Specifically, it wasn’t the business per se.  The work and the employees were cool.  Even Yoshi!

It was my Dad, the founder and CEO, the man I looked up to, who had sadly become erratic and “eccentric.” So much so that, with great reservations, I decided to leave the company and go back to school to earn my MBA.  One market crash later, I found that, much to my shock and chagrin, I was back at the very same company in the mid-1990s. Things had not improved.

Last time, I introduced a character named Herby Wellington, a world famous stockbroker and financial genius of the storied Wall Street firm, “Slaminger.¹”

I suspect that Herby persistently cold-called my Dad until he somehow got through. As a matter of course, Dad dodged such calls, occasionally yelling into the receiver and slamming it down in front of the staff at Olcott International.  Everybody was entertained.  Except, perhaps, for the cold caller broker.

PANOPLY OF SWAGGER, PART 2

This story elaborates on my post, “SCRATCH ON THE POOL TABLE OF LIFE,” and goes on from there.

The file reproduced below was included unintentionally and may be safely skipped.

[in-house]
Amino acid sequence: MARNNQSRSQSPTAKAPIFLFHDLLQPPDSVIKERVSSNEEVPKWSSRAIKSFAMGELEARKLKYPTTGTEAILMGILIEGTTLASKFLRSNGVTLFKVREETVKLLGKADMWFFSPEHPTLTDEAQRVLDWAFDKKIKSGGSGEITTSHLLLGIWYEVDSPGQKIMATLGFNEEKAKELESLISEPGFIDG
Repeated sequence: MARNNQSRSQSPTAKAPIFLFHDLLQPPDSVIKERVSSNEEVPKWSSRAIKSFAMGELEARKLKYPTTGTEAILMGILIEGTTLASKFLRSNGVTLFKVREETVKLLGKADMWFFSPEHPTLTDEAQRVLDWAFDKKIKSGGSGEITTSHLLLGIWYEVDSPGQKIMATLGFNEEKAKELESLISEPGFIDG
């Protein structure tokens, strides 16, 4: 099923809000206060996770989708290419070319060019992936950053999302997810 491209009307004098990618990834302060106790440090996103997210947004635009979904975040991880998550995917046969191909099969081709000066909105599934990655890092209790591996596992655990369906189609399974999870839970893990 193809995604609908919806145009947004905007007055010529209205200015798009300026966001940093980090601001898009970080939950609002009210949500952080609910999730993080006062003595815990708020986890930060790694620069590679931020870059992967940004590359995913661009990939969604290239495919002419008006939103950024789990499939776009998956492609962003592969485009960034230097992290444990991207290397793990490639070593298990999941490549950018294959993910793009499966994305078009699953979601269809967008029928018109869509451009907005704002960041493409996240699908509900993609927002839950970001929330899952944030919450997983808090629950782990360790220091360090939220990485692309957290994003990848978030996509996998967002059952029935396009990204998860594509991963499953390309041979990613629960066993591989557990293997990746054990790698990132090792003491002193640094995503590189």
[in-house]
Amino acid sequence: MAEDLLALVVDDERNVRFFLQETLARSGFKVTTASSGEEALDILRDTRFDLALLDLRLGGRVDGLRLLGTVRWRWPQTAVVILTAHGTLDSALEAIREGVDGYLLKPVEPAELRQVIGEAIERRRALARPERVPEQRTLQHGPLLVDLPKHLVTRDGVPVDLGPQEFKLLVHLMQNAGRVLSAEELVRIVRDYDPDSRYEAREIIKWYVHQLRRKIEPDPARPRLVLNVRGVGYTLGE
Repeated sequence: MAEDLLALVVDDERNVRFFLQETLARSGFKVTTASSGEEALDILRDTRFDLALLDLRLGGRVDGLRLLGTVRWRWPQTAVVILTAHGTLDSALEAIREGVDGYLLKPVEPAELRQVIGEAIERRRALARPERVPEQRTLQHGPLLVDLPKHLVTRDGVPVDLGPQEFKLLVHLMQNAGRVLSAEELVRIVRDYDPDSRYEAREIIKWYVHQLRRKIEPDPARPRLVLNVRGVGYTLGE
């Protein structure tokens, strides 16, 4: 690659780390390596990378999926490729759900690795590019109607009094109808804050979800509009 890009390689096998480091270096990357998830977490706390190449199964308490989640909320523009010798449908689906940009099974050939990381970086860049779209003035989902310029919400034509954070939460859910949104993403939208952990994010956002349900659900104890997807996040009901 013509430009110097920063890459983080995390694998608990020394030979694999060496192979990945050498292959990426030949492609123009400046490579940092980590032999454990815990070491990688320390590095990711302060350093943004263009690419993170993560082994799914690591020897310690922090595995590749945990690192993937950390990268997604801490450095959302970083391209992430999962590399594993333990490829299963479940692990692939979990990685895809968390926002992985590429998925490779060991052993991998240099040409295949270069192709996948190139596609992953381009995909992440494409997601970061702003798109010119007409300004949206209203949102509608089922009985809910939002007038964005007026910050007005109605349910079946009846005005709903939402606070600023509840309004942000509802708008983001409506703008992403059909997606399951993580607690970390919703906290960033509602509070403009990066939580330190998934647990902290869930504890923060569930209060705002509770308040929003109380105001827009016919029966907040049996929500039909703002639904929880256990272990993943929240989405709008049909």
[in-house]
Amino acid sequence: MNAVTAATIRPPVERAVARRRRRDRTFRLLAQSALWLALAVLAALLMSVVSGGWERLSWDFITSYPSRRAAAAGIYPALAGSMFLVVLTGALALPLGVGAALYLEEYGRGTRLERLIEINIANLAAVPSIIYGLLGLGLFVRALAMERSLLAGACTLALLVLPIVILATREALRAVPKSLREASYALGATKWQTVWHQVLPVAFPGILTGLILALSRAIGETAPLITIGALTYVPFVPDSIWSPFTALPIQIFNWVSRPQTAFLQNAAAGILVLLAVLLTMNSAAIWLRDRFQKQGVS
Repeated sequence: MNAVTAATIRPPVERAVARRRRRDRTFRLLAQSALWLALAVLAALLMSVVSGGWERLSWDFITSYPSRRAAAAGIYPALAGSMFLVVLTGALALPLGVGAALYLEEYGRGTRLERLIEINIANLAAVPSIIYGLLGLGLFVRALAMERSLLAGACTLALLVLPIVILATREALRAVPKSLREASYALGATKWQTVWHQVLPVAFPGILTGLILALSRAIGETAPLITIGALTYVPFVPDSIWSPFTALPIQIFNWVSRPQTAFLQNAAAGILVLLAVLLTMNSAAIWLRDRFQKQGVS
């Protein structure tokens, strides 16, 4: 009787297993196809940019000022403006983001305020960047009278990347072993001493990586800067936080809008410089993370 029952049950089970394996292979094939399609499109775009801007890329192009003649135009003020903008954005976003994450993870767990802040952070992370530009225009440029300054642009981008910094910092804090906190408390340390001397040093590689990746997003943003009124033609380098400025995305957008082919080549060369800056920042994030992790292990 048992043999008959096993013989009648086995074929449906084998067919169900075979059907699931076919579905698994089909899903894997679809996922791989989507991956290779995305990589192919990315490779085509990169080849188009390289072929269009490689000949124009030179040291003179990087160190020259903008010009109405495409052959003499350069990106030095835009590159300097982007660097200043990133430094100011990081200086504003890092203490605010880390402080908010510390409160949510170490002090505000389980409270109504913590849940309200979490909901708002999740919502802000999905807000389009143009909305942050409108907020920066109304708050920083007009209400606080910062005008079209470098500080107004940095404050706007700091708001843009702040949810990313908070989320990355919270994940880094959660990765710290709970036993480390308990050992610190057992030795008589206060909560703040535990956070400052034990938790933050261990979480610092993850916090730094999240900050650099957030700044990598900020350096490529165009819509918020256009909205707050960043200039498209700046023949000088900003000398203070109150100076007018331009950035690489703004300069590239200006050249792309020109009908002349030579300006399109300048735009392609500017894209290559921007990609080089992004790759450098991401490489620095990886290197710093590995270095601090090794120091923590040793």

People who marched to Dad’s doorstep with investment ideas, at first, were either extraordinarily interesting or entertaining.

Take Huntington Hartford, for instance. Though unknown to me, he was the storied scion of A&P. When I met him, I wasn’t aware of this, I thought he was just another eccentric inventor. Apparently, the world is full of them.  Huntington’s investment idea was a tennis-type game he had invented called “tennet.” As recounted in my post, “IN DEMAND, AND THEN NOT,” Dad and I drove to his apartment at the River House on Manhattan’s East Side. I played a game with Hartford (set in a squash court); he apparently made a pitch to my Dad to invest in his game. Dad said no. I forgot about this meeting until many years later, when I started writing this blog.